Galuska challenges count VI. To state a claim for conspiracy to defraud, a plaintiff must plead a conspiracy, an overt act in furtherance of the conspiracy and damages to the plaintiff as a result of the fraud. See Bosak v. McDonough, 192 Ill. App. 3d 799, 803, 549 N.E.2d 643, 646, 139 Ill. Dec. 917 (1st Dist. 1989). A conspiracy claim may be supported by factual allegations from which the existence of an agreement can be inferred. Id. A claim for aiding and abetting a fraudulent scheme is stated through allegations of: 1) the existence of fraudulent conduct; 2) defendant's knowledge of the fraudulent conduct; 3) intent to further the fraud; and 4) the giving of substantial assistance to the primary wrongdoer. See Baranski v. Serhant, 603 F. Supp. 232, 234 (N.D. Ill. 1985).

 In this case, Carl's allegation that Galuska was employed as adviser and agent for defendants Calvert and Davis supports inferences of: a conspiratorial agreement between the three of them; Galuska's knowledge of the alleged deception concerning the financial condition of National and; a shared conspiratorial intent. THe requirements of an overt act and substantial assistance are adequately fulfilled by the allegations concerning Galuska's misleading recommendations of the investments in National.


 In Count VIII, Carl asserts that Galuska contracted to guarantee his investment in National and claims that Galuska has breached this contractual obligation. Galuska challenges the sufficiency of this count.

 In order to state a claim for breach of contract, a complaint must allege that a contract existed, that plaintiff performed his contractual obligations, that defendant breached his contractual obligations, and that plaintiff suffered damages as a result. See Derson Group, Ltd. v. Right Management Consultants, Inc., 683 F. Supp. 1224, 1230 (N.D. Ill. 1988). The facts alleged in the complaint, viewed in a light most favorable to Carl, fulfill these requirements.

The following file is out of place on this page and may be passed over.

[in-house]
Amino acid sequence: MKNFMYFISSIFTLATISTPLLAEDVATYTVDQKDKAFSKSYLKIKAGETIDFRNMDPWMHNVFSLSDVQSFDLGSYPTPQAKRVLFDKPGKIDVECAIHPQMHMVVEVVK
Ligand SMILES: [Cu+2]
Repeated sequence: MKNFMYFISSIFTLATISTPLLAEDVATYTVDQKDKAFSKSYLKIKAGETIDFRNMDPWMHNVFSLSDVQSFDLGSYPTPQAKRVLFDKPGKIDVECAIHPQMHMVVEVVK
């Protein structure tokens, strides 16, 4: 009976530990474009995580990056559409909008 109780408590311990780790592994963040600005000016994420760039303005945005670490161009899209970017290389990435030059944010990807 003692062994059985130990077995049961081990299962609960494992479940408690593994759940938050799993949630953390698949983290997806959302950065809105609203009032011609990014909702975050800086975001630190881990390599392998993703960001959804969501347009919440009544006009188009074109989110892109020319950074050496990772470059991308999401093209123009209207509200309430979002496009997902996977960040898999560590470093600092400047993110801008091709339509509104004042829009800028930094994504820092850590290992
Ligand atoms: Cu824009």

Carl has alleged that a contract existed, i.e., that Galuska promised to guarantee the investment. The consideration for this promise were the investments in National. *fn2" Carl claims to have performed his obligation by investing in National. The claimed breach is Galuska's alleged failure to pay for Carl's losses, which resulted in the damage of the unrecompensed losses themselves.


 Defendant Galuska challenges plaintiff's demand, in count IX, for an accounting. Galuska argues that he has already disclosed all information he possesses concerning Carl's investment. This is a factual contention, which the court cannot consider on a 12(b)(6) motion to dismiss. See Walker v. Gibson, 604 F. Supp. 916, 920 (N.D. Ill. 1985) (12(b)(6) motion not proper vehicle for fact based defense). As Galuska has raised no legal objection to plaintiff's demand for an accounting, the motion to dismiss this count will be denied.


 In Count X, plaintiff asserts that Galuska violated the Illinois Securities Act. Ill. Rev. Stat. ch. 121 1/2 paras. 137.8, 137.12. Galuska argues that he is exempt from the requirements of the Act because he had a good faith belief that the transactions in question were exempt and because he is a certified public accountant. He has appended a copy of his C.P.A. certificate to his motion.